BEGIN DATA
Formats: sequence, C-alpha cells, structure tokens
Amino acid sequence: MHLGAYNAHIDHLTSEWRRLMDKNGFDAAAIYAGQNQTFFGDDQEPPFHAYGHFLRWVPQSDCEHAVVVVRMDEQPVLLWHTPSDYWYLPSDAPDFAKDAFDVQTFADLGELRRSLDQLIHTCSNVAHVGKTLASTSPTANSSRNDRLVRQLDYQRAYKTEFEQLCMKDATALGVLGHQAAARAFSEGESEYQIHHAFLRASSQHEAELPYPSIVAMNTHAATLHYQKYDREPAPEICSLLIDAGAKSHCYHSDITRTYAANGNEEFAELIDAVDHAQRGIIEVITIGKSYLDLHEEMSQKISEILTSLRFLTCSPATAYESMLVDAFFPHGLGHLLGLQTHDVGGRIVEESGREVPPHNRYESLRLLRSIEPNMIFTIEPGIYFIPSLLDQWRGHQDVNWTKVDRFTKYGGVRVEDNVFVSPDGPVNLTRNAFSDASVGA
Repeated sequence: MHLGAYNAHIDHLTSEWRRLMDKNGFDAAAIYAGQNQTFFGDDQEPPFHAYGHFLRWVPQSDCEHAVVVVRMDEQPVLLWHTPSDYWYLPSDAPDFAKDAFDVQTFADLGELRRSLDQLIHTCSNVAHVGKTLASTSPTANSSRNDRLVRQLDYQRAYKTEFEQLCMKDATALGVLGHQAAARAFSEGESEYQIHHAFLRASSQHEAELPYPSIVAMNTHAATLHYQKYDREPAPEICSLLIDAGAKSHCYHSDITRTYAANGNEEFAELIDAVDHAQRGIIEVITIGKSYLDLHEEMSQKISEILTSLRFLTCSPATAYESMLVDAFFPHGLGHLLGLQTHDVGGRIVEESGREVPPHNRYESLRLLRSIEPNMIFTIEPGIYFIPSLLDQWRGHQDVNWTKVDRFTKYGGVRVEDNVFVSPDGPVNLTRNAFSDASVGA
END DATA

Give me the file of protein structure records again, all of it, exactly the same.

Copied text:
Formats: sequence, C-alpha cells, structure tokens
Amino acid sequence: MHLGAYNAHIDHLTSEWRRLMDKNGFDAAAIYAGQNQTFFGDDQEPPFHAYGHFLRWVPQSDCEHAVVVVRMDEQPVLLWHTPSDYWYLPSDAPDFAKDAFDVQTFADLGELRRSLDQLIHTCSNVAHVGKTLASTSPTANSSRNDRLVRQLDYQRAYKTEFEQLCMKDATALGVLGHQAAARAFSEGESEYQIHHAFLRASSQHEAELPYPSIVAMNTHAATLHYQKYDREPAPEICSLLIDAGAKSHCYHSDITRTYAANGNEEFAELIDAVDHAQRGIIEVITIGKSYLDLHEEMSQKISEILTSLRFLTCSPATAYESMLVDAFFPHGLGHLLGLQTHDVGGRIVEESGREVPPHNRYESLRLLRSIEPNMIFTIEPGIYFIPSLLDQWRGHQDVNWTKVDRFTKYGGVRVEDNVFVSPDGPVNLTRNAFSDASVGA
Repeated sequence: MHLGAYNAHIDHLTSEWRRLMDKNGFDAAAIYAGQNQTFFGDDQEPPFHAYGHFLRWVPQSDCEHAVVVVRMDEQPVLLWHTPSDYWYLPSDAPDFAKDAFDVQTFADLGELRRSLDQLIHTCSNVAHVGKTLASTSPTANSSRNDRLVRQLDYQRAYKTEFEQLCMKDATALGVLGHQAAARAFSEGESEYQIHHAFLRASSQHEAELPYPSIVAMNTHAATLHYQKYDREPAPEICSLLIDAGAKSHCYHSDITRTYAANGNEEFAELIDAVDHAQRGIIEVITIGKSYLDLHEEMSQKISEILTSLRFLTCSPATAYESMLVDAFFPHGLGHLLGLQTHDVGGRIVEESGREVPPHNRYESLRLLRSIEPNMIFTIEPGIYFIPSLLDQWRGHQDVNWTKVDRFTKYGGVRVEDNVFVSPDGPVNLTRNAFSDASVGA